They smell amazing. Fruity of course, with a tropical note that brings delight and a feeling of freshness. Jam-time.

RedPlums in Bowl

And you can bet I’m going back to the yellow plum tree once I preserve these lovelies.

This Week at the Farm


This week I volunteered at both farms – Wednesday I was at the Dr.’s in Nafferton and there was quite a crew! I met three new people there, a young woman from Poland who has lived in this area for a number of years and is currently studying horticulture, an American PhD student who has lived at the farm previously but I’d never had the pleasure of making her acquaintance, and a young man from New Caledonia but currently studying in France, staying there for over a month to improve his English. A fifteen-year-veteran English volunteer and I rounded out the company of volunteers. What an international crowd.

The focus for the first part of the day was berry-picking. The two Americans searched for raspberries and strawberries, but the birds had gotten the last of both. Ditto for black currant, rats! I was so glad to have gotten a large order the weekend before. Black currants are our fave and I so miss having our own New York back-yard Ribes patch. Gooseberries we found a fair number of, but only on the lowest branches. I managed to get stuck quite a few times with the thorns and wished I’d worn gloves. I next joined the Polish and English women to hunt for red currants, and crouching under the bushes proved fruitful indeed – we filled a number of small containers with the luminescent little jewels. The last morning task was to pick jostaberries. These bushes were under netting, and there were hundreds of berries to be had. I’d never seen jostaberries before, a cross between black currants and gooseberries. We had, actually, planted one in our backyard patch about two years ago, but I must have neglected it, for it never took. Well, these were plentiful indeed, and I both saw and tasted many. I thought they looked like small plump grapes. The dark, ripe ones were quite sweet and very flavorful – but not nearly as piquant as either of their parents. What a lovely morning, save for getting stuck by gooseberry thorns (my thumb still feels sore, three days later).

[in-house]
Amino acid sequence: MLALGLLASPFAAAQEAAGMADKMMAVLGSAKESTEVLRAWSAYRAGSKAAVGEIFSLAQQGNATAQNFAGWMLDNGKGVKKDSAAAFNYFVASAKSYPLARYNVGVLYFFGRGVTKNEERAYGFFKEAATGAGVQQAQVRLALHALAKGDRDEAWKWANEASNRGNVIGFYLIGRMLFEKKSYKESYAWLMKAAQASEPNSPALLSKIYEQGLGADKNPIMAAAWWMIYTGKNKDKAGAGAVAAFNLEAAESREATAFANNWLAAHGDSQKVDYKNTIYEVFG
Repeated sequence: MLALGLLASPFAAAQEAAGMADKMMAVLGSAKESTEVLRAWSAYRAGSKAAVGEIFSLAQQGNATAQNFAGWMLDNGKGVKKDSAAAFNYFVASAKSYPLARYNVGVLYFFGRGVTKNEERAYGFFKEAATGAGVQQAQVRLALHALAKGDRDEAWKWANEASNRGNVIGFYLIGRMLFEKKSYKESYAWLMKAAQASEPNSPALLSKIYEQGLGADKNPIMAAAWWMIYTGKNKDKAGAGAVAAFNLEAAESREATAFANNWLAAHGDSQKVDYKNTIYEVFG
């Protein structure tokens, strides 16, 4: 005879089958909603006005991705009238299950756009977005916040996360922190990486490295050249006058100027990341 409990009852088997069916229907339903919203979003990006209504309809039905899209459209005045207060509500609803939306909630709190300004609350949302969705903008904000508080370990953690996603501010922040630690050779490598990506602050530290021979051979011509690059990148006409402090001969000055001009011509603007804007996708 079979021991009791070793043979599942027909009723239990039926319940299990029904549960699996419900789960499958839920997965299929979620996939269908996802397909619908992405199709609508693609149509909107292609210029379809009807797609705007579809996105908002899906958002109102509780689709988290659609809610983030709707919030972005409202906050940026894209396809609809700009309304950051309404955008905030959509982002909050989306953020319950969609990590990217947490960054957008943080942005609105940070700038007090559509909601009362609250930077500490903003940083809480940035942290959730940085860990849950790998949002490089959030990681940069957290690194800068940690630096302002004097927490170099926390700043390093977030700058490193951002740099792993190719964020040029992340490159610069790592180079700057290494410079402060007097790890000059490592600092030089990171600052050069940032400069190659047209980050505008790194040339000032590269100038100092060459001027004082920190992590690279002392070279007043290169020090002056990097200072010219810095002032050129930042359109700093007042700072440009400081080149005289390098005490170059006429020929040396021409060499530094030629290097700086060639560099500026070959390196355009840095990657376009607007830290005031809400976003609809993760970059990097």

The afternoon was less eventful. I always move more slowly after lunch. I did enjoy speaking with the fellow from New Caledonia. My French felt rather rusty with him, somehow, but we exchanged information about living in England and about some English expressions while we planted two types of radishes and some arugula.

After a day of agricultural-rest, I went with my English niece to the Beverley farm for the afternoon. The sky was dramatic and the usually-constant wind was there but mildly so. We removed over-mature winter purslane and transplanted both new purslane and baby orach seedlings into the large raised beds. It felt luxurious and calming, working there, especially when the sun came out. The neatness of the raised bed area was somehow relaxing, and the purple of the orach delightfully envigorating.

Then we got to weeding in the main beds. The little celery plugs I’d planted some weeks ago have doubled in size and the main farmer discussed philosophy with me as we cleared out most of the chickweed, thistles and other weeds encroaching on the young celery’s space. Niece-y was deep in conversation with the other volunteer, a young man she’d actually known in sixth form (like 11th and 12th grade for us Americans) but hadn’t seen in years. All four of us then had “fun with mesh”, transferring bed-long metres of mesh netting from one bed to another and anchoring the edges down with logs and other pieces of wood. It actually was fun. The people are lovely, and the farm beautiful. Truly a blessed afternoon. And while walking home afterwards, Niece-y and I found wild plums. What a bonus.